Ideas | Images Live Here



"Like" Facebook status $16 1919 419 Advance Fee Fraud 72 virgins accuracy Advaita afterlife Aki Kaurismäki Alberta Alcatraz Alchemist Alchemy algorithm all-knowing Andrew Keeling Andrew Rawlinson apparatchik Arab Spring archive art art criticism art theory Assam Assiniboine River atheism ATLAS auction baby names Battle of Marengo BB shot Ben Gurion betrayal Beverly Rowbotham Bible bicephalic Bing blenders blues Bollingen Bolsheviks Bourlon Wood Boxing Day Boxing Week Boxing Year Brahman brain Buddhism bullshit bureaucrat Cairo California Guitar Trio Cambrai Memorial Canada Carl Matheson Carlos Fuentes cause centre of being CERN CG Jung Chagas Disease Charles Frederick Gray Charles Hartshorne Cheerios chimpanzee China Christmas Christopher Hitchens church CMS cocking a snook commentary Conrad Black conscience Consciousness Constancia core organic search creativity criminal code critical realism crowds and power crowdsourcing crucifixion cruelty cuu chi Danielle Smith David Roberts DCM death degrangement democracy dentist died Distinguished Conduct Medal Drama Centre driftwood Eden Eduard Munch eduskunta effect Egypt election Elemental Particles elias canetti eon Epistemology era essay essayist existentialism F-35 Facebook fakhir falsehoods filter bubble finland First International Conference on Multiple Partonic Interactions at LHC First World War Franz Kafka Free Press Freedom of Association Friends Friendship Frippertronics fun G.I. Gurdjieff gamma waves gangs drug violence gender equality general strike Gethsemane Global Sunday Globe Mail God Golgotha Google Gospel of Pseudo-Matthew government Guantanamo happiness Harry G Frankfurt Hartshorne Heritage Canada Higgs Boson Hill & Thomson hit hitting horse diaper Hosni Mubarak hunchback Huxingting Tea House hyper irony ideas immortality Income Tax innocence of muslims interpretation Ipsos Reid J.G. Bennett Jane Goodall Institute jean valjean Jesus Christ Jiffy John Owen Pritchard journalism Judas Iscariot juice Justin Trudeau karma keisaku stick King Crimson Kingston kiss of peace La vie de Boheme Large Hadron Collider Lavengro Lawrence Hill left-handed leone vivante l'oiel de Gabes love Lucian Freud Machiavelli malt manger Manitoba Mark Stobbe market Matthieu Ricard maudlin Maxwell's Sorting Demon metaphor Mexico millisecond mindfulness mokhtar belmokhtar monk murder Myanmar Nanosecond narcissistic personality disorder nativity Natural Person neuroscience New York Times newspaper circulation nihilism no loitering Northern River objet trouve ontological argument ontology opinion Osama bin Laden ouagadougou P.D. Ouspensky pain painter painting paintings panpsychism Paolo Gabriele Pentonville Peter Higgs Peter Miller phenomenalism philosophy Picosecond Pierce Brosnan Planck Time Unit Plato PMO post-truth Post-Truth.News Prime Ministers Office Princess of Kashi Prismatic Pte 2361 public execution Public Safety pudding palace qatar raccoon recipes Rasputin Remembrance Day repeating names Rhosgadfan Robert Fripp Rodeo roses Saint Nick Samuel Beckett Santa Claus Sarvapriyananda satori Savoy scotch whisky scream search engine optimization Second Law of Thermodynamics security Self SEO Sigma 5 sirhan sirhan skateboard Somme sorrow sotheby Soundscapes space flight Spinoza Standard Model Physics Statistics Canada Stephen Cave stolen Svedberg Syria T.S. Elliot Tahrir Square Tat Tvam Asi television The Coon Hunters Handbook The God Particle The Simpsons The Wine of Silence The World's Happiest Man Thomson & Hill Tom Thomson top secret trial trout Trump Trump.Rodeo Truth in Advertising tyranny Ultimate Reality undefined University of Manitoba Upanishad Vedanta Via Dolorosa Vic Toews victims violence Viva Mi Fama voters wabi-sabi Welsh Guards Whole Grains wild fox koan Wildrose William Klassen Winnipeg Winnipeg Free PRess Wolseley women Wormwood Scrubs writer writing Yoctosecond Ypres Zen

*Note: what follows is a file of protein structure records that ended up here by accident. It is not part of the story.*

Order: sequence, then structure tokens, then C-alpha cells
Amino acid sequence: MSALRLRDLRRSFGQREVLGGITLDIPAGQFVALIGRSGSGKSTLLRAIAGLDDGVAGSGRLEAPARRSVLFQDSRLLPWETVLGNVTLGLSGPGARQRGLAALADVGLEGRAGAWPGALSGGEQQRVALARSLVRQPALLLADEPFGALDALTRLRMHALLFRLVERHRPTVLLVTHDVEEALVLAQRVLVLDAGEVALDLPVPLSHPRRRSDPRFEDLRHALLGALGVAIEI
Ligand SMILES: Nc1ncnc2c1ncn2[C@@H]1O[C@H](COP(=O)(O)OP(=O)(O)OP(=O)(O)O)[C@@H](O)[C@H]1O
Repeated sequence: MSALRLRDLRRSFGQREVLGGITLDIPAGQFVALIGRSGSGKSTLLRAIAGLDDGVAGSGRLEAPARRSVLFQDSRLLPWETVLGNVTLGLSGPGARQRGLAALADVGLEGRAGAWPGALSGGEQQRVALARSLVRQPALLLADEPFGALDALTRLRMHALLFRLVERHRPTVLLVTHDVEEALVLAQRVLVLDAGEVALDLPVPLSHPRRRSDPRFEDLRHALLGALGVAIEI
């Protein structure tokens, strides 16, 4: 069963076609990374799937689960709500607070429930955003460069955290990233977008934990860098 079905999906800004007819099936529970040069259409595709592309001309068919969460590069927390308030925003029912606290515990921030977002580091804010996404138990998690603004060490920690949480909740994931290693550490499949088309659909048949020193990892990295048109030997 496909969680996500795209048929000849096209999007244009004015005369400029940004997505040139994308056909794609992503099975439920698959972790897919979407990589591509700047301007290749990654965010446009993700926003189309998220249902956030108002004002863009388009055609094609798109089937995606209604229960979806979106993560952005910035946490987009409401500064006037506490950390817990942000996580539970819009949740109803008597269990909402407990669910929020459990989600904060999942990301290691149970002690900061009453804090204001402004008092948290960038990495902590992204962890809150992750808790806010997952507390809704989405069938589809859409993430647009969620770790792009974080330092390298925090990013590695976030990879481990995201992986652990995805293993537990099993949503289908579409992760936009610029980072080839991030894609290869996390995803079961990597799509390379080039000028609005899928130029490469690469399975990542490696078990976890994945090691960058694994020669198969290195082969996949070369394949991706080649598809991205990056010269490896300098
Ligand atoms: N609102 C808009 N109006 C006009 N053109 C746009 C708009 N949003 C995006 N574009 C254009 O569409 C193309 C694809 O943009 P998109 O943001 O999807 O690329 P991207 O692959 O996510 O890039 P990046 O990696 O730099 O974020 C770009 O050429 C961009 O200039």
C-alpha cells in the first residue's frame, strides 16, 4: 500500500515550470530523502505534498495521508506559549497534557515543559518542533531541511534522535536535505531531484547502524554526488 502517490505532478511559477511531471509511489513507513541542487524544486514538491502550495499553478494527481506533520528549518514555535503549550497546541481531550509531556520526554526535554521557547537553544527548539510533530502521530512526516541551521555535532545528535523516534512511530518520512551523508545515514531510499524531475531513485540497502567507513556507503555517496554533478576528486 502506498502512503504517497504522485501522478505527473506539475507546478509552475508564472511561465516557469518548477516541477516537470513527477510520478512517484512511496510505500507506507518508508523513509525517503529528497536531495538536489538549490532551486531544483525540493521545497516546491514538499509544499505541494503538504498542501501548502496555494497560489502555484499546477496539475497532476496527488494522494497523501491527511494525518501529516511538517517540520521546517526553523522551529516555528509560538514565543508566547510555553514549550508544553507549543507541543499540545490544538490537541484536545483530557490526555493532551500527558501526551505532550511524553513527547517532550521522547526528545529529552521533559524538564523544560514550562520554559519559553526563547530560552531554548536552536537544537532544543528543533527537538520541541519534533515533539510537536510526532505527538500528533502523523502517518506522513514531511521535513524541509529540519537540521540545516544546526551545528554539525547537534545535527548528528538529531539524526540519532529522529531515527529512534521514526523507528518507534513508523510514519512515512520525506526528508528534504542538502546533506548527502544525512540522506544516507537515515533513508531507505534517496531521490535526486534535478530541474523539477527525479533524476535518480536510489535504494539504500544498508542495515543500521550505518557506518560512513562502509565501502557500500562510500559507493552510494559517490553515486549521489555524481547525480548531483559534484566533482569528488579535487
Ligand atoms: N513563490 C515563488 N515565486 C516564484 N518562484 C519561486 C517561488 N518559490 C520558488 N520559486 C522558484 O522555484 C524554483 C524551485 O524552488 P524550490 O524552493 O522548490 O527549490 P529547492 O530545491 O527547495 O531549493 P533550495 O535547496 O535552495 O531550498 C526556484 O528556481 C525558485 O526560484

tumblr visit counter

Entries in democracy (2)


Hunchback Of The Hour

Finnish citizens can go online to force their national parliament, the Eduskunta, to vote on any citizen-led proposal, providing the citizens can garner at least 50,000 digital voices.


The initiative is being hailed as a milestone, crowdsourced digital democracy in action.


This is our world: interconnected, social, mobile and – take note – driven by technology and by the crowd.


I stand in awe of the power of the crowd, which seems anxious to respond decisively to any of the incessant provocations that echo across the digital domain.

Atop the minaret


The digital tribe is a force for good when it responds, for example, to natural disaster in Haiti or Japan. The power of the crowd is evident in the squares of Tunis and Cairo as the old guard, if just briefly, is brought to heel. Mass action by the Occupy Movement, street demonstrations by thousands in Quebec - these too are mobilized with the aid of instant messaging. Not to diminish the dignity of the individual and his anger, but the Arab street, recently called to protest the film Innocence of Muslims is beckoned to the public square not just by the loudspeaker atop the minaret but also by text message. And, as I witness mass disruption in journalism and publishing - since everyone now is a writer and everyone, now, is a publisher - I see the traditional, legacy media caught in the public square and challenged there by the wisdom of the crowd.